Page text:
From John the Baptist to Philip Pullman in <15 minutes!!?

 

Sermon for Advent 3

 

Isaiah 35.1-10

Strengthen the weak hands,

   and make firm the feeble knees.

Say to those who are of a fearful heart,

   ‘Be strong, do not fear! Isaiah 35.3-4a

These words could have been written for John the Baptist. Last week, we saw him confronting the very powerful religious authorities of his time. We see him today after he was arrested and thrown in jail, despondent and doubting. Soon, he will lose his head through the machinations of a spiteful queen and the weakness of a vain and prideful king.

Strengthen the weak hands… John needed strength. Jesus wasn’t doing quite what John wanted, so he sent messengers to ask if they’d got it right—was Jesus really ‘the one’, the one who was to come and set things right? It didn’t look right to John.

Jesus doesn’t say Yes or No. He answers by pointing to what is happening—the blind see, the lame walk, lepers are cleansed, the deaf hear, the dead are raised, and the poor receive the good news. That’s where your answer is.

When I was wrestling with this text, I was reminded of the 19th century philosopher, Friedrich Nietzsche. At one point, he wrote that if Christians want him to believe in their Redeemer, they should look more redeemed. It’s a timely reminder: we are the place where others see whether Jesus is the one, or not. When people ask us if Jesus is real, we can point them to where lives are being changed, where the poor are lifted up through the work of the Church, and where they too can receive eternal life.

But Nietzsche was never convinced. It was he who coined the phrase, ‘God is dead’, right back in the 1800s. 

There are people who will ask us today if our God is even alive. You might have heard of the so-called ‘radical atheists’ who insist that religious faith is something that is a barrier to human freedom and peace. And that it needs to be resisted. One of their number, Richard Dawkins, has said that teaching religious faith to a child is a form of child abuse. An article in the Sydney Morning Herald last Thursday called Dawkins and those like him ‘evangelists of unbelief’.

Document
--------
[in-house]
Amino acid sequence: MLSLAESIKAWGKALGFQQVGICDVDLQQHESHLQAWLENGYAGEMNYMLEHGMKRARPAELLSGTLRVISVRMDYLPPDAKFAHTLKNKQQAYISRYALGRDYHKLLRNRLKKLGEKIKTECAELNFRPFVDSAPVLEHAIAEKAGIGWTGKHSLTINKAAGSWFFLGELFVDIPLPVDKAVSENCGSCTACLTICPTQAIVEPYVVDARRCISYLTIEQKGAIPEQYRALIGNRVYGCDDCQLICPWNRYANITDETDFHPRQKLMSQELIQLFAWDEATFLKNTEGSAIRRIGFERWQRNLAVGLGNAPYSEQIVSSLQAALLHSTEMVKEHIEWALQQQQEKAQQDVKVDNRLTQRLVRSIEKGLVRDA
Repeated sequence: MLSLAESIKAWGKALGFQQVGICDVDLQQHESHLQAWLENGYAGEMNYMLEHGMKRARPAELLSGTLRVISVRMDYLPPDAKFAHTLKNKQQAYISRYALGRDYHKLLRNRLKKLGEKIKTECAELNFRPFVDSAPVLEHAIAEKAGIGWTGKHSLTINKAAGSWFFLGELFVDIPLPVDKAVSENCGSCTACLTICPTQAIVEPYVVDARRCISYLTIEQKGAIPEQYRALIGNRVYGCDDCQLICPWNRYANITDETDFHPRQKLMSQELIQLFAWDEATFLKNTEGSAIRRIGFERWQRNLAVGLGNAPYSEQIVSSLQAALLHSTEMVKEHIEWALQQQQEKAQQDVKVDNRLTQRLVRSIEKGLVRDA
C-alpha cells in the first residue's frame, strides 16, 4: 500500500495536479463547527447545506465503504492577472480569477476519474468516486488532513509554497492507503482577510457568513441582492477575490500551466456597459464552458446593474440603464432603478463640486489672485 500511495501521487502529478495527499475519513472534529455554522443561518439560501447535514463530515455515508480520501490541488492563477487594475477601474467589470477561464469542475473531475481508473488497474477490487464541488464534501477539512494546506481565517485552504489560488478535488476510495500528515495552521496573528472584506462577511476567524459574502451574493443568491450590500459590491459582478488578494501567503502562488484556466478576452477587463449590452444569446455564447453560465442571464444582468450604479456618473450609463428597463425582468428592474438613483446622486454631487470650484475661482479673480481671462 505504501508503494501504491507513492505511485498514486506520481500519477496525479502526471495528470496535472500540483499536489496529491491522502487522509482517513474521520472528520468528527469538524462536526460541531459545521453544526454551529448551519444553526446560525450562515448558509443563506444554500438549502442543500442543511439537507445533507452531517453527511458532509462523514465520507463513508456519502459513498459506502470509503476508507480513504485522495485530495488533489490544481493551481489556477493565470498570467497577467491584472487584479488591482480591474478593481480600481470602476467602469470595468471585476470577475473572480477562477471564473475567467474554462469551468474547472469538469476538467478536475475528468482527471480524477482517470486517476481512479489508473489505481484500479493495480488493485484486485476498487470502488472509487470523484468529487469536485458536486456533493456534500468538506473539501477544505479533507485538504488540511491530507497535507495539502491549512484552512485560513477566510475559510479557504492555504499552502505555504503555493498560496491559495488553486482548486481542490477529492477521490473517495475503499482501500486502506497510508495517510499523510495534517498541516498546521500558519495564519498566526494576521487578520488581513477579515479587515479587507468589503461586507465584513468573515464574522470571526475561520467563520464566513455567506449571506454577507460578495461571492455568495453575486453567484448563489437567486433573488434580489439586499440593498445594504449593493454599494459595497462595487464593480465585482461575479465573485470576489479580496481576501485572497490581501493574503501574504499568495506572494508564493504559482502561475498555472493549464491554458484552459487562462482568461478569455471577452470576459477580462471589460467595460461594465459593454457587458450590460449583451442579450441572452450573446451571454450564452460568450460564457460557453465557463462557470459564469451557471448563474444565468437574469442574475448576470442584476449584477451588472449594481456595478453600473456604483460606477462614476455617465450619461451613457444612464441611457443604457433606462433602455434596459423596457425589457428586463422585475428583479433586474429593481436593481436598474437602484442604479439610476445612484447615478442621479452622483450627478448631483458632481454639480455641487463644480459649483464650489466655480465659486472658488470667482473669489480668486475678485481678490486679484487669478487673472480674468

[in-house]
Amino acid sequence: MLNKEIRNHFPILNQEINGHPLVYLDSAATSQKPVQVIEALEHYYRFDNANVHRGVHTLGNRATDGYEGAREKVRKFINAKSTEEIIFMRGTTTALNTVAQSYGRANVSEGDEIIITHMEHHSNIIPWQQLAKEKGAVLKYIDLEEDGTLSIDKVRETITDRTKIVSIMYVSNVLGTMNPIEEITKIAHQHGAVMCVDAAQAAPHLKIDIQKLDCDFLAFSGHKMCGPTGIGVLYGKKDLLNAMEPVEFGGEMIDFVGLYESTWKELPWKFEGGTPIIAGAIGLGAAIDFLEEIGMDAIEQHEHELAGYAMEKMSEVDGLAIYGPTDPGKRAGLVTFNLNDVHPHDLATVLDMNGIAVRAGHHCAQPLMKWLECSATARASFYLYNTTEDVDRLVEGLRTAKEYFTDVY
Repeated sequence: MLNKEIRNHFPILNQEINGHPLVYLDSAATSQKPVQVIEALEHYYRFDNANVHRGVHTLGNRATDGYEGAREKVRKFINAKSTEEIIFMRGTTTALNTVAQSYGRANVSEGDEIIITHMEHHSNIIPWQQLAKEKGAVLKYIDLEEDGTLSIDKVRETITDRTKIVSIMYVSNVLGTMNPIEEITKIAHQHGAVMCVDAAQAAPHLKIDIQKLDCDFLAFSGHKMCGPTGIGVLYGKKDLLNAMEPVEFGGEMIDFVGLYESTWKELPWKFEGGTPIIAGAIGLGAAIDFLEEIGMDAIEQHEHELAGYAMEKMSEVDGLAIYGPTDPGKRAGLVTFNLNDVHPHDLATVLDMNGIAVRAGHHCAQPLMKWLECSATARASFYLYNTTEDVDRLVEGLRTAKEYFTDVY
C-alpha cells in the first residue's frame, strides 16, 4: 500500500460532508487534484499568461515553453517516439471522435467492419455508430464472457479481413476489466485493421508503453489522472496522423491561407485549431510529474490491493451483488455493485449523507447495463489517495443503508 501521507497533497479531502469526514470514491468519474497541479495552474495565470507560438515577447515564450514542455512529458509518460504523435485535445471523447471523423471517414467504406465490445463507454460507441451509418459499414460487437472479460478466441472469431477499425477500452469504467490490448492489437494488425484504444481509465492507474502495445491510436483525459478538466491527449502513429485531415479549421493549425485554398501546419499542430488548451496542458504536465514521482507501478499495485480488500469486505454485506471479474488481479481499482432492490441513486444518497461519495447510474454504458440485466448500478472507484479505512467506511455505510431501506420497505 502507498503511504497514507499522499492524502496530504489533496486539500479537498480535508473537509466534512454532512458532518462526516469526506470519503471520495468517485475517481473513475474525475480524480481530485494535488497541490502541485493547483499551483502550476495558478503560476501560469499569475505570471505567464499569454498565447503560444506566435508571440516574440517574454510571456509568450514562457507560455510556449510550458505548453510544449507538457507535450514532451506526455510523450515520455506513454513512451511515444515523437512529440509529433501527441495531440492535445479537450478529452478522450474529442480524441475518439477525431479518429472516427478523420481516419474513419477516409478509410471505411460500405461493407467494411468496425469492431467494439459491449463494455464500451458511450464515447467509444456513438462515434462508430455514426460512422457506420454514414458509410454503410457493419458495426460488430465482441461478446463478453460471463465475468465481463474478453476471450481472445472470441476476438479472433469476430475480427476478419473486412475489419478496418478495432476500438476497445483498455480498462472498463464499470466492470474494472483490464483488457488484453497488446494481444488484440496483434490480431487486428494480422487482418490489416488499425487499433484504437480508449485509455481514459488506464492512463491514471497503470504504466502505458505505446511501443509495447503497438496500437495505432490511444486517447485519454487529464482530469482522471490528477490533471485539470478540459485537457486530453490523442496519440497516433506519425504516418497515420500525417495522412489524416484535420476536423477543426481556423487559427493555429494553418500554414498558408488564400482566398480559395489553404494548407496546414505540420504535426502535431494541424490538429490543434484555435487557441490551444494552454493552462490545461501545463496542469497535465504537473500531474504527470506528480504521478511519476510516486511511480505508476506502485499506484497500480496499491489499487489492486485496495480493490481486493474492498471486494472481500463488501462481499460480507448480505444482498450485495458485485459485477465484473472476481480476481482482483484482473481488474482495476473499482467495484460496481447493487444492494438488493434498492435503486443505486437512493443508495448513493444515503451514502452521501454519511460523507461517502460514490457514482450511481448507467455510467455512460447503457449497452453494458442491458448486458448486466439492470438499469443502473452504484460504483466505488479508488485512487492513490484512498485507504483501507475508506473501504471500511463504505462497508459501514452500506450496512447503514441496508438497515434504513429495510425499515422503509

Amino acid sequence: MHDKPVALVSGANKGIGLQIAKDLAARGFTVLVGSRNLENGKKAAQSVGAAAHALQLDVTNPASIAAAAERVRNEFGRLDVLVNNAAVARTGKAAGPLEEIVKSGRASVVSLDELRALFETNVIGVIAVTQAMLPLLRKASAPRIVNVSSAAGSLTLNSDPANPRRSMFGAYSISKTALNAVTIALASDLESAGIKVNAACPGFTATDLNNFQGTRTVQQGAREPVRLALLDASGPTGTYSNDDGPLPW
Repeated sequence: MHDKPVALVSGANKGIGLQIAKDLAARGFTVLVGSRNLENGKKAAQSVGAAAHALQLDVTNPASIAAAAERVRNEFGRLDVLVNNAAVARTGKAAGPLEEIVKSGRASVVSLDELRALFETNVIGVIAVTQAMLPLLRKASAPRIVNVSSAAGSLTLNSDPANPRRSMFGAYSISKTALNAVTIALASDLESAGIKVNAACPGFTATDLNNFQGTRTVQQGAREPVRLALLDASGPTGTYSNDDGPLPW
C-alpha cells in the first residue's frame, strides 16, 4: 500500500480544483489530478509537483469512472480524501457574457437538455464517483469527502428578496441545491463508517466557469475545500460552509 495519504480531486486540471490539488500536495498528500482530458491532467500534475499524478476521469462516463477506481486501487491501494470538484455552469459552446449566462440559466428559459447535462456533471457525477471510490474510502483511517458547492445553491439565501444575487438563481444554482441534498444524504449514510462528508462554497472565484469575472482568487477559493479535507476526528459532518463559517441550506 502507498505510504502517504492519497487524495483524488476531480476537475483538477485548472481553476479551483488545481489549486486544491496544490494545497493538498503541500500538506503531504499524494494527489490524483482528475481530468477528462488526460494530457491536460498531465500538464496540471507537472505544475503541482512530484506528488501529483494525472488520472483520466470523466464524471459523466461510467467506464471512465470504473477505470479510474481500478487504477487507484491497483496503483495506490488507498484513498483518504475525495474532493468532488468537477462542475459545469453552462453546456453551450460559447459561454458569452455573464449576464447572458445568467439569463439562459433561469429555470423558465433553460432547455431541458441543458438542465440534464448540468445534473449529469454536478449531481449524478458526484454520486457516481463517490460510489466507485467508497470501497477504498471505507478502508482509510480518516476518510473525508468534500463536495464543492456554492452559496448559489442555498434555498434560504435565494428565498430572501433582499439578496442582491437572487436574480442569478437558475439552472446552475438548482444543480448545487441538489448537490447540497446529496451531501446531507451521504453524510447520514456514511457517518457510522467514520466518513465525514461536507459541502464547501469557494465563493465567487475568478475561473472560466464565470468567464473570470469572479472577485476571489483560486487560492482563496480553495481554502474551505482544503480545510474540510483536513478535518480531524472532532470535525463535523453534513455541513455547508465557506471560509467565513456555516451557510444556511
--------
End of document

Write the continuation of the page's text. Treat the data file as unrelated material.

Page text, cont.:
I’d like to mention another author called Philip Pullman. Pullman is has written a series of three fantasy books for young people. In the final book, ‘God’ is killed. Or rather, he is so weak, he just dies with ‘a sigh of the most profound and exhausted relief’.

I should say that while this so-called god is supposed to be the God we worship, in the book he is not the creator. He is the first angel who came into being, who told all others that he had created everything, and they should worship him. 

The first of these three books has been made into a film; The Golden Compass will be screened from Boxing Day. The film has been stripped of some of the book’s anti-religious elements, and the heroes are fighting all authoritarian tyranny rather than just religious tyranny.

Some Catholic groups have called for the film to be banned. What should our response be to this film, to these books, to the ‘radical atheists’ and ‘evangelists of unbelief’ as a whole?

Firstly, we should remember the words of Isaiah:

Strengthen the weak hands,

   and make firm the feeble knees. 

Say to those who are of a fearful heart,

   ‘Be strong, do not fear! Isaiah 35.3-4a

We should not be afraid of these things or these people. The loving and merciful God is sovereign. Jesus has risen from the dead. 

That’s first thing: whatever else you do, Do not fear. God is God, and always will be.